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Baldness drug Propecia and prostate drug Proscar get labeling change for sexual side effects

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The U.S. Food and Drug Administration (FDA) has announced that labeling for the prescription drugs Propecia® and Proscar® will be updated to include information about sexual side effects that could persist after discontinuing the drug.

Physicians prescribe Propecia (finasteride 1mg) for the treatment of male pattern hair loss and Proscar (finasteride 5mg) for treatment of symptoms of an enlarged prostate condition called benign prostatic hyperplasia (BPH). The pharmaceutical company Merck & Co., Inc. manufactures both drugs.

More than a million men have used Propecia since it came on the market in 1998.

Labeling changes include:

  • The Propecia labeling will include libido disorders, ejaculation disorders, and orgasm disorders that continued after discontinuation of the drug.
  • The Proscar labeling will include decreased libido that continued after discontinuation of the drug.
  • The labeling on both drugs will also now warn of reports of male infertility and/or poor semen quality that normalized or improved with discontinuation of the drug.

Previous Propecia labeling said sexual side effects were reversible and disappeared after discontinuation of the drug.

Dr. Anthony D'Amico, of Brigham and Women's Hospital in Boston, told HealthDay News that the revised labels contain "an important message that people need to hear."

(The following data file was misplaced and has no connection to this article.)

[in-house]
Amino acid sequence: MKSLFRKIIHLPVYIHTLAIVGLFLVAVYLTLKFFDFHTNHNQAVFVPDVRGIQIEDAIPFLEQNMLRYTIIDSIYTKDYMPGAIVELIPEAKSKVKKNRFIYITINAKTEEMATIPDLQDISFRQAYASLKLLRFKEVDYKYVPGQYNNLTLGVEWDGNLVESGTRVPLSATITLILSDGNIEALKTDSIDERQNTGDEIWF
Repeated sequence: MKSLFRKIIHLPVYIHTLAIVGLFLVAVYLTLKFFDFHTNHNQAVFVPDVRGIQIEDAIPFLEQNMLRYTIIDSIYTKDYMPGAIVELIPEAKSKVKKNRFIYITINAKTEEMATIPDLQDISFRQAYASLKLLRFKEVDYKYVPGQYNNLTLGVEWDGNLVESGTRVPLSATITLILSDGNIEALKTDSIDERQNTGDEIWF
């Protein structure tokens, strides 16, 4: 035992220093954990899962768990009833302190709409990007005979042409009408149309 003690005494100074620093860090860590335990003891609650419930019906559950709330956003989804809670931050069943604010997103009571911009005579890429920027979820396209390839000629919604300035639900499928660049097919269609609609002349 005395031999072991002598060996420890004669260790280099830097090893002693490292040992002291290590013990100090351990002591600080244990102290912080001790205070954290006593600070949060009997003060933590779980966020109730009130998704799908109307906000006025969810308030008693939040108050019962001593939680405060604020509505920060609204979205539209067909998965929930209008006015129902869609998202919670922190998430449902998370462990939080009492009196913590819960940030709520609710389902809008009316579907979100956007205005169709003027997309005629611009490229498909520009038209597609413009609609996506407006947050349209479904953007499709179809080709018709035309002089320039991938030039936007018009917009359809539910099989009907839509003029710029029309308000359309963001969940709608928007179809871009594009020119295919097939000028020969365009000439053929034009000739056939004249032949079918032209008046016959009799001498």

“Particularly because Propecia is used by 20- and 30-year-olds for hair loss and these are people of childbearing age, so if they are getting issues with fertility that a big issue,” D'Amico said.

The FDA said the Propecia labeling change comes after reviewing 421 postmarketing reports of sexual dysfunction submitted to the agency between 1998 and 2011. In 59 cases, erectile dysfunction, decreased libido, problems with ejaculation and orgasm disorders persisted for at least three months after men stopped taking the drug. The agency also reviewed sexual dysfunction reports for Proscar that resulted in the labeling change.

“Despite the fact that clear causal links between finasteride (Propecia and Proscar) and sexual adverse events have NOT been established, the cases suggest a broader range of adverse effects than previously reported in patients taking these drugs,” the FDA said.

The FDA did not review any new clinical studies in the evaluation of the sexual side effects.

However, a study entitled Persistent Sexual Side Effects of Finasteride for Male Pattern Hair Loss appeared in the June 2011 issue of the Journal of Sexual Medicine. In the study, Dr. Michael S. Irwig, of The George Washington University, and Swapna Kolukula MB, BS of Greater Baltimore Medical Center conducted interviews with 71 between 21 and 46 years of age who were otherwise healthy but reported new onset of sexual side effects with Propecia use. Twenty percent of men in the study reported experiencing sexual dysfunction more than five years after they stopped taking the medication.

“Twenty percent of patients I interviewed experienced persistent sexual dysfunction for more than five years, which makes me wonder if their persistent sexual dysfunction is permanent,” said Dr. Irwig.

There are alternatives to Propecia for treatment of male pattern hair loss, including Rogaine (minoxidil) and surgical hair restoration.

“FDA believes that finasteride remains a safe and effective drug for its approved indications,” the FDA said. “Healthcare professionals and patients should consider this new label information when deciding the best treatment option.”